In the first part of my study I attempt to interpret the transition from collection of letters to oeuvre. When estimating the scope of the project, I studied the different stages in the evolution of the oeuvre — from its announcement in Les Tragiques in 1616 to the various other publications I have looked at. This brought me to the realization that a definitive interpretation would be possible only when there is a complete and reliable edition of the Correspondance. The compre- hensive description of the manuscripts that takes up much of the first part of my study is a first attempt in this direction. The Correspondance is an oeuvre of d'Aubigné's not merely in the sense that he is its author, but also in the sense that it is seen as a monument to his memory, written for posterity. I will study d'Aubigné in turn as a letter writer, a soldier, a cleric and a scholar, and finally as an historian. Thot is how the letters work for posterity  : they present the reader with a picture transcending the generic rules that apply to autobiographies like Sa Vie à ses Enfants or the Histoire Universelle, a picture that emerged during the writing process itself and which was first and foremost intended as a means of communication.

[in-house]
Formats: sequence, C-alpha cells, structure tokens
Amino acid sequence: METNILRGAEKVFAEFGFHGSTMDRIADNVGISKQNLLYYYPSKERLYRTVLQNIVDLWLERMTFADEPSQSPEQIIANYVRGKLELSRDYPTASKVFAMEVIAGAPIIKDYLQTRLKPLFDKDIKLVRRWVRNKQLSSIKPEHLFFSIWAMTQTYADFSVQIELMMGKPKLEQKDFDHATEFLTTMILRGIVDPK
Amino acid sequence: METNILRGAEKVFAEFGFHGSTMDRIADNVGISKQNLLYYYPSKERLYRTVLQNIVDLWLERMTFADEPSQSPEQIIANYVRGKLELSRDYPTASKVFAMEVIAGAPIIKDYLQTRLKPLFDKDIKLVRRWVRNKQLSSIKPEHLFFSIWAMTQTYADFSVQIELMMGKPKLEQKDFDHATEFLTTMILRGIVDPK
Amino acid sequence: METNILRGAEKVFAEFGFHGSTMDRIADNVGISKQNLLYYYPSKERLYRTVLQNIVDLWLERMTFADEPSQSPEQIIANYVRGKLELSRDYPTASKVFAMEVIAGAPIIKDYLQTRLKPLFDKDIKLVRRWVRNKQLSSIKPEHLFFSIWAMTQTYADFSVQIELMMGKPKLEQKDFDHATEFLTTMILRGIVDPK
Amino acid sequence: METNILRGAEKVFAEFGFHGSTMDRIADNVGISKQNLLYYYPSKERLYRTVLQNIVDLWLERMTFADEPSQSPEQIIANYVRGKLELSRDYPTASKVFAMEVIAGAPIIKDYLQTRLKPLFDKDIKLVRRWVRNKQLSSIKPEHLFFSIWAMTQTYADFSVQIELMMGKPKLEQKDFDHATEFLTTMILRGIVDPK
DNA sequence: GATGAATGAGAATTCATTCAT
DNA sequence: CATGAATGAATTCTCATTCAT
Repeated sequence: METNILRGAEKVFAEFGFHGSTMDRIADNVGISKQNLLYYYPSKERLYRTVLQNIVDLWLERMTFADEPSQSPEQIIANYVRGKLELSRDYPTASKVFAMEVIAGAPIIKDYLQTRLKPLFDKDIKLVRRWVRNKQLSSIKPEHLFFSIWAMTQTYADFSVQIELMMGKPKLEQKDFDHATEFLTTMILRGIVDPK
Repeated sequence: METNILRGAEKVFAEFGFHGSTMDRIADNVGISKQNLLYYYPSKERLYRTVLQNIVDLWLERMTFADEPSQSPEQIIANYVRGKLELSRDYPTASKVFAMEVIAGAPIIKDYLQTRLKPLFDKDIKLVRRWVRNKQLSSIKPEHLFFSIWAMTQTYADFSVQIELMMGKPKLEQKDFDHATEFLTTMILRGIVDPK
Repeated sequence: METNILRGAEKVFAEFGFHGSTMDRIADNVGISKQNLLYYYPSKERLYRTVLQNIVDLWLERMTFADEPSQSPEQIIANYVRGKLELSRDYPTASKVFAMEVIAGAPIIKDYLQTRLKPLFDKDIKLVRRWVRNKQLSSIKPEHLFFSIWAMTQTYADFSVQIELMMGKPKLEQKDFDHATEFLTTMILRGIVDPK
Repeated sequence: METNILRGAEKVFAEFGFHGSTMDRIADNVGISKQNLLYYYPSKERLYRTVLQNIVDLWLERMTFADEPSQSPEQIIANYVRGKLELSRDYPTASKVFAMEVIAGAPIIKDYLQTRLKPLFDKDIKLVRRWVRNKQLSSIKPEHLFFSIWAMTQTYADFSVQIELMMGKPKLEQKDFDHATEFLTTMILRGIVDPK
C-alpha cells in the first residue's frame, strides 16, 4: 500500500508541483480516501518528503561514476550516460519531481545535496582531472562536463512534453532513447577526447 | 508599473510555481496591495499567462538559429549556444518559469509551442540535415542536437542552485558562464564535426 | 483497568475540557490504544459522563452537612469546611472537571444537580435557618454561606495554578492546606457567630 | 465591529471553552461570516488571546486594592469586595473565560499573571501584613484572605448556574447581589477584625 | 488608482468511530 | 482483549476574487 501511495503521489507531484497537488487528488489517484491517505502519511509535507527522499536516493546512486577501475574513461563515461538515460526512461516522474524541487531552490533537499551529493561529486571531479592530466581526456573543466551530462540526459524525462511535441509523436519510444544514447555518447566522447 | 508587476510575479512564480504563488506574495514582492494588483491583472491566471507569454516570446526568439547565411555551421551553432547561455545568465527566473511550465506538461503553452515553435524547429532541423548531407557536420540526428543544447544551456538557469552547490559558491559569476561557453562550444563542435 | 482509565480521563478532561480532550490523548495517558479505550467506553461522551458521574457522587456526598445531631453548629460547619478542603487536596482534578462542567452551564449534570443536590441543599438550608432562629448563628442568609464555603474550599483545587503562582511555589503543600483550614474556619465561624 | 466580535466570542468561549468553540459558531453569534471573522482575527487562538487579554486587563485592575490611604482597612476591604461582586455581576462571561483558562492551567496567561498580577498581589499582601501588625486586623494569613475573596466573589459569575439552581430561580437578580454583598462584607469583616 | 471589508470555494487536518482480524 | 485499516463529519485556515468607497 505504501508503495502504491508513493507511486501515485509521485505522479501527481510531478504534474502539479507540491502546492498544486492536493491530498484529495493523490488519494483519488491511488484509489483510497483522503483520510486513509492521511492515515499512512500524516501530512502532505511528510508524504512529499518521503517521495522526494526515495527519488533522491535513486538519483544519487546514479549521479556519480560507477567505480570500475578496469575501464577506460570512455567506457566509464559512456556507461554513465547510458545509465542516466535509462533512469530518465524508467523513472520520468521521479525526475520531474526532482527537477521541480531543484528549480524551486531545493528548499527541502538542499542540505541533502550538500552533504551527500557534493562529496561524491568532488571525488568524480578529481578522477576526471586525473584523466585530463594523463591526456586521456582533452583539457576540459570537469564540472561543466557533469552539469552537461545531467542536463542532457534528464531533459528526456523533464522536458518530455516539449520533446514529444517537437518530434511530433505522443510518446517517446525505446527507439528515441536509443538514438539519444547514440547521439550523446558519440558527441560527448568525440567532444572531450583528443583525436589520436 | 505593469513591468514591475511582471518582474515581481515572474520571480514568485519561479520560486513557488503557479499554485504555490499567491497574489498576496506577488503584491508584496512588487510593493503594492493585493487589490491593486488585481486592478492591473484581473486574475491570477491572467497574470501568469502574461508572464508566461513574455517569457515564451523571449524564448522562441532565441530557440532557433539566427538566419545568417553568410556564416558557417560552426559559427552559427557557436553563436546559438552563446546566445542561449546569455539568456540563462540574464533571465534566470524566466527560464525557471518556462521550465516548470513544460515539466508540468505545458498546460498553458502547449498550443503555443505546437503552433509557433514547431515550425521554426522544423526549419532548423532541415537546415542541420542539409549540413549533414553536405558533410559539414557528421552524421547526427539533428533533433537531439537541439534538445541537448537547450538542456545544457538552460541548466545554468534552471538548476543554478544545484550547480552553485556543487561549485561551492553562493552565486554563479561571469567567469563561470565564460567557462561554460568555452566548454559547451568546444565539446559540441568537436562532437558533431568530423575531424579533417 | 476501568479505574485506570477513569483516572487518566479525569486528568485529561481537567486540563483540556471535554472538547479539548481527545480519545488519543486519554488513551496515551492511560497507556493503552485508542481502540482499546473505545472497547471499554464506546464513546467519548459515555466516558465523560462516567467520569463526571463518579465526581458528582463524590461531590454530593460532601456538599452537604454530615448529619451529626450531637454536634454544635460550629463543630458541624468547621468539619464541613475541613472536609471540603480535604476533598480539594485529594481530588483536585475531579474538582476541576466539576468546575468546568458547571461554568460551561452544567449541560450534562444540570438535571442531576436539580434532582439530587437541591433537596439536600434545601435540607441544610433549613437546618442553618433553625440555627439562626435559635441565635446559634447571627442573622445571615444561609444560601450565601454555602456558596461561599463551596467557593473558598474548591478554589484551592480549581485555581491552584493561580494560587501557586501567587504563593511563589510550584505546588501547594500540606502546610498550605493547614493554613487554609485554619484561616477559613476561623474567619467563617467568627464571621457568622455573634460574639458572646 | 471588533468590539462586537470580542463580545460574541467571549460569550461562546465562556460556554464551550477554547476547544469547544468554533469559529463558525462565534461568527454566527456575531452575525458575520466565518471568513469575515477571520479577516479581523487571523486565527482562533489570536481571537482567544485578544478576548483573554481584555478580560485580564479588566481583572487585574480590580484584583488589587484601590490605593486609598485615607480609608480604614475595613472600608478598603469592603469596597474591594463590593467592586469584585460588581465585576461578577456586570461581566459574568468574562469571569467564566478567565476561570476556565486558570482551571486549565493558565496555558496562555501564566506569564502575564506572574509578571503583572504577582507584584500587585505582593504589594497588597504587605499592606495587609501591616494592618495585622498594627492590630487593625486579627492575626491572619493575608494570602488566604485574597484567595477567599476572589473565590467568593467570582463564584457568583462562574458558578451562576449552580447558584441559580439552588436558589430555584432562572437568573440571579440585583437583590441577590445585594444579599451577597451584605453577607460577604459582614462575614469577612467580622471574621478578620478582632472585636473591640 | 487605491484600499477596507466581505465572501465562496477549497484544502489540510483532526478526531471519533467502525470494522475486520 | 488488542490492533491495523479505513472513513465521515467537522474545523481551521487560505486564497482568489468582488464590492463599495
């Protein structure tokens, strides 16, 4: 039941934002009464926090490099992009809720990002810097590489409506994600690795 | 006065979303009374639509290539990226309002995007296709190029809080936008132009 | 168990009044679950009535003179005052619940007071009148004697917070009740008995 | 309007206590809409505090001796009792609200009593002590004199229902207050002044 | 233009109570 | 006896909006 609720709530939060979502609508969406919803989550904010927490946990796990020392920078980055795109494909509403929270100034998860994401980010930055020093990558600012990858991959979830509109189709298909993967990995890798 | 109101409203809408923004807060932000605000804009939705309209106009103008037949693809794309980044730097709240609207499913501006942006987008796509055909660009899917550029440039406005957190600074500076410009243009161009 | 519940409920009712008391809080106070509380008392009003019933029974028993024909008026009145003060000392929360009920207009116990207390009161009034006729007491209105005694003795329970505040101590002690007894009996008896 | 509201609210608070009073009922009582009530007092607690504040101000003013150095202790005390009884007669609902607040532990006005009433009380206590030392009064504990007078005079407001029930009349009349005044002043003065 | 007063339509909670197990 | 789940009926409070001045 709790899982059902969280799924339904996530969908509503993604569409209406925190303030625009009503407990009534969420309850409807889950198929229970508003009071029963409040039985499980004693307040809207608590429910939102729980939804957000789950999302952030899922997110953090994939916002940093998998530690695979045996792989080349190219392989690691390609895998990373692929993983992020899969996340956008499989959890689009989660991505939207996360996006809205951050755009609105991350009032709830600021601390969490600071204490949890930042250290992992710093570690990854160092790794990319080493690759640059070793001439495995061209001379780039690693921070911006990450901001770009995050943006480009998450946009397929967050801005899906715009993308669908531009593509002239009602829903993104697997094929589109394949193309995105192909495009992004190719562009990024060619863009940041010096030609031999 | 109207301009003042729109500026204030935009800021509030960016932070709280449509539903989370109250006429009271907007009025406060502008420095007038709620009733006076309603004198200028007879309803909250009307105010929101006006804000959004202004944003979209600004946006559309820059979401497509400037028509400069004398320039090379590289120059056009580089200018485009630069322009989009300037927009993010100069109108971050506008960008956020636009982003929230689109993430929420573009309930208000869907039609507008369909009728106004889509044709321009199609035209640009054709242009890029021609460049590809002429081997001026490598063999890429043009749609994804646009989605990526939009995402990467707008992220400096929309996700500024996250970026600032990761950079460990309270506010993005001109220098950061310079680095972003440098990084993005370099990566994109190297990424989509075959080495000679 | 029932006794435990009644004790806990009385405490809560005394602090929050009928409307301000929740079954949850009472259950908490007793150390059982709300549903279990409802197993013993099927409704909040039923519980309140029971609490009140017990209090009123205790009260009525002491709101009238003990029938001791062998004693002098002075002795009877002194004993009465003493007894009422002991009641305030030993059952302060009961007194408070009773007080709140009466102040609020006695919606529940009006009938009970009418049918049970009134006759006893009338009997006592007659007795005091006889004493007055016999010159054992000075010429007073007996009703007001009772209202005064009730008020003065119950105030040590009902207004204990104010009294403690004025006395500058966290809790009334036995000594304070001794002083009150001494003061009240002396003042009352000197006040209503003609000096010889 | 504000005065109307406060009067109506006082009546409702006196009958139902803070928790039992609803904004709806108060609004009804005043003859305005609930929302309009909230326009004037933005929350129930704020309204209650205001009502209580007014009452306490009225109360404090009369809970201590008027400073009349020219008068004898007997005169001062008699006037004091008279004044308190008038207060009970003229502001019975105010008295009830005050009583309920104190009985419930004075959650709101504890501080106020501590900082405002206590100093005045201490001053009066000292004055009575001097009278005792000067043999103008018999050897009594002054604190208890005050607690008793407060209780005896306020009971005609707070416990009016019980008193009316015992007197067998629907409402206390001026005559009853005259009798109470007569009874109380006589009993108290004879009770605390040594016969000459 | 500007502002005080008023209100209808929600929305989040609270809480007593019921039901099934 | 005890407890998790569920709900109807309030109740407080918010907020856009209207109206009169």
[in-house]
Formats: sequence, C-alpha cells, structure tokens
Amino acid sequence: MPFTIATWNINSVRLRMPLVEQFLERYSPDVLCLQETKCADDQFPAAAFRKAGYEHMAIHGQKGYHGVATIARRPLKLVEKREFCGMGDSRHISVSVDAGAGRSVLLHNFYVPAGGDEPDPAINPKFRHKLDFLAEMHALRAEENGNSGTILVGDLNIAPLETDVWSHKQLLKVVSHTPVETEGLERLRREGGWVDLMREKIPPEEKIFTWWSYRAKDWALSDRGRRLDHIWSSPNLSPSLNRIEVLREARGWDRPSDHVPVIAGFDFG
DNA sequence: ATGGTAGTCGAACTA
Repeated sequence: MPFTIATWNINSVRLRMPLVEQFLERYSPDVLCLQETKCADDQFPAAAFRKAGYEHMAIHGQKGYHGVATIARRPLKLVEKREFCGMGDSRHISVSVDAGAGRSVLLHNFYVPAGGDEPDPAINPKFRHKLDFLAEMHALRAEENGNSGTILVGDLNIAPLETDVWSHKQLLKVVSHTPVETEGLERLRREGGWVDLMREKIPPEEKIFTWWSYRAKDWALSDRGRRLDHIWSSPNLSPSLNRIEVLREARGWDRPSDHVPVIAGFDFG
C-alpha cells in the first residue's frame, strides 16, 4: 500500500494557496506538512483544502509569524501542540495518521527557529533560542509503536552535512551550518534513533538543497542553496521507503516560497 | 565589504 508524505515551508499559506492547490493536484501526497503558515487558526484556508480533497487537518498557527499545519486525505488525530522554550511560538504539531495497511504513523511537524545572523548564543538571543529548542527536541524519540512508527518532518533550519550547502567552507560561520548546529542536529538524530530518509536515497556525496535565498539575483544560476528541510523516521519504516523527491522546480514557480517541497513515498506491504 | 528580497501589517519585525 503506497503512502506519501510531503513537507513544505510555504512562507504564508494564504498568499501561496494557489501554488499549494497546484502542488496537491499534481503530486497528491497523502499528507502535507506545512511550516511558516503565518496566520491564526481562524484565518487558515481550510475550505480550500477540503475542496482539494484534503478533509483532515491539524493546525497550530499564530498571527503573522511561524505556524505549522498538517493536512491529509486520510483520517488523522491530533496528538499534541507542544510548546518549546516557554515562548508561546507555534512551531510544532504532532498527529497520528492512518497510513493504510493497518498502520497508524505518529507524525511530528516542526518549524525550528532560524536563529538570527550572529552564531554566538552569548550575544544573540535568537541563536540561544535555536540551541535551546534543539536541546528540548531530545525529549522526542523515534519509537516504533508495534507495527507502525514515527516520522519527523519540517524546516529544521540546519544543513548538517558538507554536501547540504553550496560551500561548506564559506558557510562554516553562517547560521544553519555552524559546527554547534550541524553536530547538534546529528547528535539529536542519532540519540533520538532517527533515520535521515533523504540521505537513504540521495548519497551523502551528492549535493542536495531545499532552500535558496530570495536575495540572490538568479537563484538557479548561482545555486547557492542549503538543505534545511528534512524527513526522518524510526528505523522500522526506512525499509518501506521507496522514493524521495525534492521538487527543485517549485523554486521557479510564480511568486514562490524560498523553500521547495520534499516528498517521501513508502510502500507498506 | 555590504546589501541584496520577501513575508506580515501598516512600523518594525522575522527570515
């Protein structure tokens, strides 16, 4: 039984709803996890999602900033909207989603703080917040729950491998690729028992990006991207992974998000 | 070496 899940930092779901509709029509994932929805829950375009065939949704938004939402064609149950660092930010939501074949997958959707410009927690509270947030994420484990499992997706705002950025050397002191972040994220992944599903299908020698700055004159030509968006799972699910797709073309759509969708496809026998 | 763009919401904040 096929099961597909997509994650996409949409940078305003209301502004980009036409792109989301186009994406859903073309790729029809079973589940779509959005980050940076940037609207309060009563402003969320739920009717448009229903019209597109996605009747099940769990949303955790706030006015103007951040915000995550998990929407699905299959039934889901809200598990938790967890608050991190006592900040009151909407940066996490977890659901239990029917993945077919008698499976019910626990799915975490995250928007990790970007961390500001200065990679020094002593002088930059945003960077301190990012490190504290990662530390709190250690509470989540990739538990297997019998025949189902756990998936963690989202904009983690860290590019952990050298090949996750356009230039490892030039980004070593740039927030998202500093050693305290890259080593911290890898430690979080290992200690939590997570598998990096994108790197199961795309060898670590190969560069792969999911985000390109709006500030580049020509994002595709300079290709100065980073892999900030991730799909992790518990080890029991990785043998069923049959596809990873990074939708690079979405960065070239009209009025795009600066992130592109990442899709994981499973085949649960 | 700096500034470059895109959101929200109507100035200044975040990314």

The transition from collection of letters to oeuvre involved a three- stage process. Firstly, the author set out to create from a simple collection of letters an oeuvre which then, secondly, functioned as a monument in the creation of his own myth Finally, through their relationship to d'Aubigné's work as a whole, the letters foret at the saure time the starting point for the metadiscourse.
We might therefore expect this study to consist of three parts, and this was my original intention. But when studying the Correspondance, I realized that the metatextual approach cannot be separated from other ways of reading the text. A metatextual reading is much better placed to explain and emphasize each interpretation of the letters ; we would miss part of the meaning of the text if we failed to take this into account. For this reason I thought it preferable to include this special way of reading in my line of argument and not
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to treat it separately. It therefore appears regularly in my study, sometimes in footnotes but more often in greater detail in the body of the text, where it fonctions as a unifying element linking the two parts. To accord it its own place, however, each chapter in the second part ends with an analysis of a passage from the Correspondance and its equivalent from another of d'Aubigné's works, thus rounding off my argumentation for that chapter. Once again, this kind of conclu- sion is an aesthetic choke arising out of a desire to decode d'Aubigné's texts and to link the Correspondance to his work as a whole.